• Brand your ads as evergreen to build usage. Publishers don’t want to change out banner ad code on websites every time there is a new offer. Set-up a few banner ad units with evergreen titles (e.g., Current Coupon Code/Promotion: Leaderboard) and update those as new promos roll out. Networks serve the display ads, so banners will change automatically for partners when you update them.
  • Facilitate enterprise publisher automation through ad management. If you partner with large loyalty (Ebates) or coupon/deal (Groupon) publishers, know that they will more than likely have an API call to auto-import new deals and offers from merchants. Use the word "Coupon Code" in the text ad title, and roll out new coupon codes regularly.
  • Keep a set of branded banners active with a general call to action. Also considered "evergreen", include a set of 3-5 banners based on popular dimensions from the IAB ad portfolio for general use. These general branded banners could be seasonally themed and can also be doubled as placeholders for promo banner units when there are no active promos.

Recruiting, Activation and Retention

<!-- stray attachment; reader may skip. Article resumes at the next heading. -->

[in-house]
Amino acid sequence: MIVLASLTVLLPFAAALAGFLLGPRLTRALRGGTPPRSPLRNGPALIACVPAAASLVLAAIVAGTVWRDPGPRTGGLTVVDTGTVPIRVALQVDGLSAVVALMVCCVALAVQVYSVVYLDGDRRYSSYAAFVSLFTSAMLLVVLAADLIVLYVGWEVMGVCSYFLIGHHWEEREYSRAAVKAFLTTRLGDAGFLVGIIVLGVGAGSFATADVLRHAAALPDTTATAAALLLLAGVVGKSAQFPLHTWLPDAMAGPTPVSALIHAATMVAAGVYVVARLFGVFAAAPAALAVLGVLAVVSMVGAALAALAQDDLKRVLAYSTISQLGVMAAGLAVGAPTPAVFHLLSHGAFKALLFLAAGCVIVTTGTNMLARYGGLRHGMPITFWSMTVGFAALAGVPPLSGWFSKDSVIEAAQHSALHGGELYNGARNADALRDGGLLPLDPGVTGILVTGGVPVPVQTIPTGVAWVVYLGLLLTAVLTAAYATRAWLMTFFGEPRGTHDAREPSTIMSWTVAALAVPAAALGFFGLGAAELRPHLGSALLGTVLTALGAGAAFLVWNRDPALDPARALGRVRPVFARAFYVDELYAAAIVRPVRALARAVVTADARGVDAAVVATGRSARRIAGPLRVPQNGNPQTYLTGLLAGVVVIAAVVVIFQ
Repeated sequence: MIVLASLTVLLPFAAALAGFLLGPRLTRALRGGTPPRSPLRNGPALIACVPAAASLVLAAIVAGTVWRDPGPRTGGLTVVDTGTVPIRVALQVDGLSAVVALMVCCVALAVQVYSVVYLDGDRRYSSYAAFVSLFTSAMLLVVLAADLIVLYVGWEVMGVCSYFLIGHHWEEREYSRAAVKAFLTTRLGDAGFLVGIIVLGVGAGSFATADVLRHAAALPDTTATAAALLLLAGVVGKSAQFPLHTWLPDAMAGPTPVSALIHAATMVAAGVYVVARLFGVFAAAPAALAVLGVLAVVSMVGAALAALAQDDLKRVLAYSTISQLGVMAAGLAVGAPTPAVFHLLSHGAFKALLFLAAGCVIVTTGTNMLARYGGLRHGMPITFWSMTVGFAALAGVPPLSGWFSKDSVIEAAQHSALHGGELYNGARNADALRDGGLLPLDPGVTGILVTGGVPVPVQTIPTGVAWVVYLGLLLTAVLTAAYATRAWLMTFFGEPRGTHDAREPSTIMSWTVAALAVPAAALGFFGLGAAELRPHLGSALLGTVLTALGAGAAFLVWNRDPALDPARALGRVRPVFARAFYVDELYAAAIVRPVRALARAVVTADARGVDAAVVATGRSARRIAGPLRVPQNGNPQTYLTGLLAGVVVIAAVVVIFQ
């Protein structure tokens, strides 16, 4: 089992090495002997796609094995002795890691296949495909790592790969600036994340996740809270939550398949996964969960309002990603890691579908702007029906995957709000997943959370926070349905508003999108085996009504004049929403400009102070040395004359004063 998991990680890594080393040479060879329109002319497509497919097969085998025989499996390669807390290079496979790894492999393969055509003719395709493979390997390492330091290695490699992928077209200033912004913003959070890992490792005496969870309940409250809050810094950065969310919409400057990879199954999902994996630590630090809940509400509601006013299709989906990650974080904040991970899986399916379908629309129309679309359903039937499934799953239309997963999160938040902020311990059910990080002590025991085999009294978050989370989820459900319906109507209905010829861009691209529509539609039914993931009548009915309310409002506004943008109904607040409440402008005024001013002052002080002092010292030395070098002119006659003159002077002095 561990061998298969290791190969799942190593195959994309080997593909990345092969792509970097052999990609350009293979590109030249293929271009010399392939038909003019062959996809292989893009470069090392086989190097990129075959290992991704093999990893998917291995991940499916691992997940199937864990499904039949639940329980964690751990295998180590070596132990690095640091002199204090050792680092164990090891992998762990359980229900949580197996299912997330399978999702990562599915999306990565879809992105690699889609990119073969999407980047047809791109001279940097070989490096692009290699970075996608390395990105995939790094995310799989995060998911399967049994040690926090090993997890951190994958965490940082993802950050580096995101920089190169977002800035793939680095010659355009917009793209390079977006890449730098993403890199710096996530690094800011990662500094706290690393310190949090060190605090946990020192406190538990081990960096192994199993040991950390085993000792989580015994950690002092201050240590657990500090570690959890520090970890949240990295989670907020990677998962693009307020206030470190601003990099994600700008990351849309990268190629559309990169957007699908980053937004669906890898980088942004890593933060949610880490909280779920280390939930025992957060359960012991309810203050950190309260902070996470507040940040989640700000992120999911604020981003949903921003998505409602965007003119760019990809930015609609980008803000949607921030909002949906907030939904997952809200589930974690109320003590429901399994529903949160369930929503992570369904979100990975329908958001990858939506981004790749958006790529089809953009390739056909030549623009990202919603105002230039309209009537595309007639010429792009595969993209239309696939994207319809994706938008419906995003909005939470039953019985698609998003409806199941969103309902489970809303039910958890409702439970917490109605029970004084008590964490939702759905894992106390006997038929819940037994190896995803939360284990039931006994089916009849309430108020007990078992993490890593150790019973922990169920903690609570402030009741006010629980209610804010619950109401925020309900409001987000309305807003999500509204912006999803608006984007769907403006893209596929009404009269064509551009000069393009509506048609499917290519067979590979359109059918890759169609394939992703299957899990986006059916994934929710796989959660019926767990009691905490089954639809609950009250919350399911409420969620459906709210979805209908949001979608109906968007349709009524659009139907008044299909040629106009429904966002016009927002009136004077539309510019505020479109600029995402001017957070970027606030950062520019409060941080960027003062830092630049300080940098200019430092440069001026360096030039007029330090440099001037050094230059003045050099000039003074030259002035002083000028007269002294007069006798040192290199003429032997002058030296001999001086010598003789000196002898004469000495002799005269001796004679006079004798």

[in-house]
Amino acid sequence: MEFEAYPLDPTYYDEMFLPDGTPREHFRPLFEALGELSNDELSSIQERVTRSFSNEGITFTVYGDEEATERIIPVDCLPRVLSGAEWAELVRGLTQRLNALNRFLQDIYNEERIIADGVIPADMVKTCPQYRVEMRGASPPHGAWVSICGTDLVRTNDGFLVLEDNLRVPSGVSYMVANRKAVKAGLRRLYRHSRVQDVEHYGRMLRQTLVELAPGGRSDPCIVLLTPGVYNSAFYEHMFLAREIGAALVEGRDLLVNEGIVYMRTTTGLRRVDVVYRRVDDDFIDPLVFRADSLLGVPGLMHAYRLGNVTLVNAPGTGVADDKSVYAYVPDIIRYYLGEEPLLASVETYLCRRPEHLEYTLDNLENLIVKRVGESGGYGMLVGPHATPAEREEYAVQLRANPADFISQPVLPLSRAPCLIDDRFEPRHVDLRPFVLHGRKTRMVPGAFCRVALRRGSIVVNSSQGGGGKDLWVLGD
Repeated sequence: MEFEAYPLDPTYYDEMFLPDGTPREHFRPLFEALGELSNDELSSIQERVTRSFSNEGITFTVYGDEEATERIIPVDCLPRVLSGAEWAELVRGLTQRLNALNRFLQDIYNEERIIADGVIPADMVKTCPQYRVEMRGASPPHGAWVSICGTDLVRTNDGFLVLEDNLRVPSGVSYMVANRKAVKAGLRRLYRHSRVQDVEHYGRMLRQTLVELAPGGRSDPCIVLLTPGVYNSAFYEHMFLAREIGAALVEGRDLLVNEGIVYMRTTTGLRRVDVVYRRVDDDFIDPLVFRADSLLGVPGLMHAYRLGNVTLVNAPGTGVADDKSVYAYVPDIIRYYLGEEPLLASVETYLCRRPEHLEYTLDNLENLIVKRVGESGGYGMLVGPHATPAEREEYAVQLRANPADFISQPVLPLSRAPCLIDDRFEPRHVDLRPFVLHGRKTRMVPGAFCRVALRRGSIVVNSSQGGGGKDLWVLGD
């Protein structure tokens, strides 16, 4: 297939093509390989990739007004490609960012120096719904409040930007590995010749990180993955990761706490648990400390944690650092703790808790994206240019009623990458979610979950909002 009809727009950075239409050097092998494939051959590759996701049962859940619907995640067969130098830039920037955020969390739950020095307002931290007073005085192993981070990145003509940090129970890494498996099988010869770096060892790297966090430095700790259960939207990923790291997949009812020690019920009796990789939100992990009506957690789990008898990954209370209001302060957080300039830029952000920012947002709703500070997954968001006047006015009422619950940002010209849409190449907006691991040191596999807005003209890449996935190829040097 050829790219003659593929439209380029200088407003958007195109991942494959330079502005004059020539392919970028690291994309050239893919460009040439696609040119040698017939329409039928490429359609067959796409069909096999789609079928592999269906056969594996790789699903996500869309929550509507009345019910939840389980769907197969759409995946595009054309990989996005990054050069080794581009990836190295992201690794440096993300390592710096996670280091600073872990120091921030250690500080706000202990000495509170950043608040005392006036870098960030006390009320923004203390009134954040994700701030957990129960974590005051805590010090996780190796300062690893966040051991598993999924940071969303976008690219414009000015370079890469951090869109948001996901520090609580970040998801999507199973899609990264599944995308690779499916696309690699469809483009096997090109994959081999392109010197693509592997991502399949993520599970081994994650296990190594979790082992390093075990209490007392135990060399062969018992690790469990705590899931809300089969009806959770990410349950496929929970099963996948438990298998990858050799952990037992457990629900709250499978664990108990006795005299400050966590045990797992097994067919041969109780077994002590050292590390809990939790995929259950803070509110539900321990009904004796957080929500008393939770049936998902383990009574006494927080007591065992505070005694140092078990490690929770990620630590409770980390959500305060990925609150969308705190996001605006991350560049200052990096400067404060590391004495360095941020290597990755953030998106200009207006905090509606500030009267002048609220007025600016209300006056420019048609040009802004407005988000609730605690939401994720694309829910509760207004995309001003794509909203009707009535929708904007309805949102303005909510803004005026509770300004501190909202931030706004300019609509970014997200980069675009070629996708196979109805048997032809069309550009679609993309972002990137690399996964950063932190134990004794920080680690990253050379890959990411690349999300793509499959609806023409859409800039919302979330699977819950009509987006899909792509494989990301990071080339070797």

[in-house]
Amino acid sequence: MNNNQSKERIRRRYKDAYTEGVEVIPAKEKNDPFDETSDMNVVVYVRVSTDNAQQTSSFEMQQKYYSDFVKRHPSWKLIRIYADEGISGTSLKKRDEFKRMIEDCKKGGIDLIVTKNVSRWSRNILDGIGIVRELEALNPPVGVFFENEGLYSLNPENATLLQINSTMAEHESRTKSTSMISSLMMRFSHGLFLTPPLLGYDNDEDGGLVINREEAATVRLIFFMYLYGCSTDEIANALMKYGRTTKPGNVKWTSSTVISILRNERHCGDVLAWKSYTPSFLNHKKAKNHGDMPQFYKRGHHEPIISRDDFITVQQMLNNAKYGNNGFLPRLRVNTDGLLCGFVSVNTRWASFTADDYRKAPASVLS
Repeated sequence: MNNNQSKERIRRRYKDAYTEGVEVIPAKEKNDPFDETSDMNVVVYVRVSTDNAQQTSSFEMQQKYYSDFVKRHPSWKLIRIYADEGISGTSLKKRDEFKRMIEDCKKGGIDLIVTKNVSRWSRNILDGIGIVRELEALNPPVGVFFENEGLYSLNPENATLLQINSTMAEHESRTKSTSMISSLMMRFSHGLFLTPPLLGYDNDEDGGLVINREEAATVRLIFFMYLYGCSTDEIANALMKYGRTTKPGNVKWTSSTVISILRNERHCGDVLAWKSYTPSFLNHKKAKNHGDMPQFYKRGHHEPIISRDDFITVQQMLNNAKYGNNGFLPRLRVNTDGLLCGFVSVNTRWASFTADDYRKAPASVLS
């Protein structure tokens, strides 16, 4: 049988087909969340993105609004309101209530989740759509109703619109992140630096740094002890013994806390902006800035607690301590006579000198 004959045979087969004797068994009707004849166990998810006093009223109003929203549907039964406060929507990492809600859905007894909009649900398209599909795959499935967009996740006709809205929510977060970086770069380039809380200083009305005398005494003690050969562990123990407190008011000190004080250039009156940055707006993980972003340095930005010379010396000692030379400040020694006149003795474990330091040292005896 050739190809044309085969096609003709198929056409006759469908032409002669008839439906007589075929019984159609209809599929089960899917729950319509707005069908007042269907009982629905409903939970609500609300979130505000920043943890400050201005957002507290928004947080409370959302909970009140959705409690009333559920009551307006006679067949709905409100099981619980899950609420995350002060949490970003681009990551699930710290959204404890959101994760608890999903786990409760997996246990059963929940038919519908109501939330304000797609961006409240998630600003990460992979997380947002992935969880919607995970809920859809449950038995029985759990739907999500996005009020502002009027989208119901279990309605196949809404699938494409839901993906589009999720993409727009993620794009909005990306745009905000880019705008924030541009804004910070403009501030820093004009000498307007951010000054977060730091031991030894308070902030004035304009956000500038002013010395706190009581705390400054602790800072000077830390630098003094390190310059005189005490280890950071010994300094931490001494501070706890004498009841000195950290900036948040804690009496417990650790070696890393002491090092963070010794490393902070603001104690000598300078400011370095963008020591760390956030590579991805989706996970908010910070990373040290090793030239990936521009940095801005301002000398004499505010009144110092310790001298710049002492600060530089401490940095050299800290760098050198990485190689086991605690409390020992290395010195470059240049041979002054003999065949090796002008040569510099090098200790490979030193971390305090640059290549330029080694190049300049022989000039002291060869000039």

Launching an affiliate program in a major network or platform will definitely bring you plenty of non-solicited partner prospects daily, but there should also be a strategic and proactive effort to onboard new and ideal partners that closely align with your brand or mission.

Recruiting and getting a prospect to join is the first step. At a minimum, be sure there is an "Affiliate Program" page on your site where they can sign up. Once a prospect is onboarded, you have to activate them. "Activation" is marked by the first sale referral. Then the focus shifts to retention. Remember, they can leave anytime and move to a competitor with better terms or management.

There are many different tools and techniques to leverage for recruiting new publishers, and there are now impressive technologies that will allow advertisers to track sale referrals both online and offline. Essentially anyone can be an affiliate, including podcasters, YouTubers, brand ambassadors...you name it!

  • Offer sales incentives for greater earning potential. Networks offer tools that automate greater payouts for a month once a publisher hits a predetermined sale amount that triggers a higher commission. An example of this would be "Publisher gets 10%, but for sales greater than $5000 in a month they get 15%".
  • Consider creating a vanity discount code to include with recruiting effort. The outreach message of "you have been pre-approved for inclusion in our affiliate program, here is your dedicated vanity code that commissions you 10%" far and away beats a generic "join our affiliate program because we’re the greatest" message any day.
  • Create groups or rosters of partnership types. The networks and tech platforms have tools that allow you to categorize your partnerships. Some even have the ability to commission different groups of publishers. For example, perhaps you want to offer a more compelling discount code in exchange for paying a lower commission.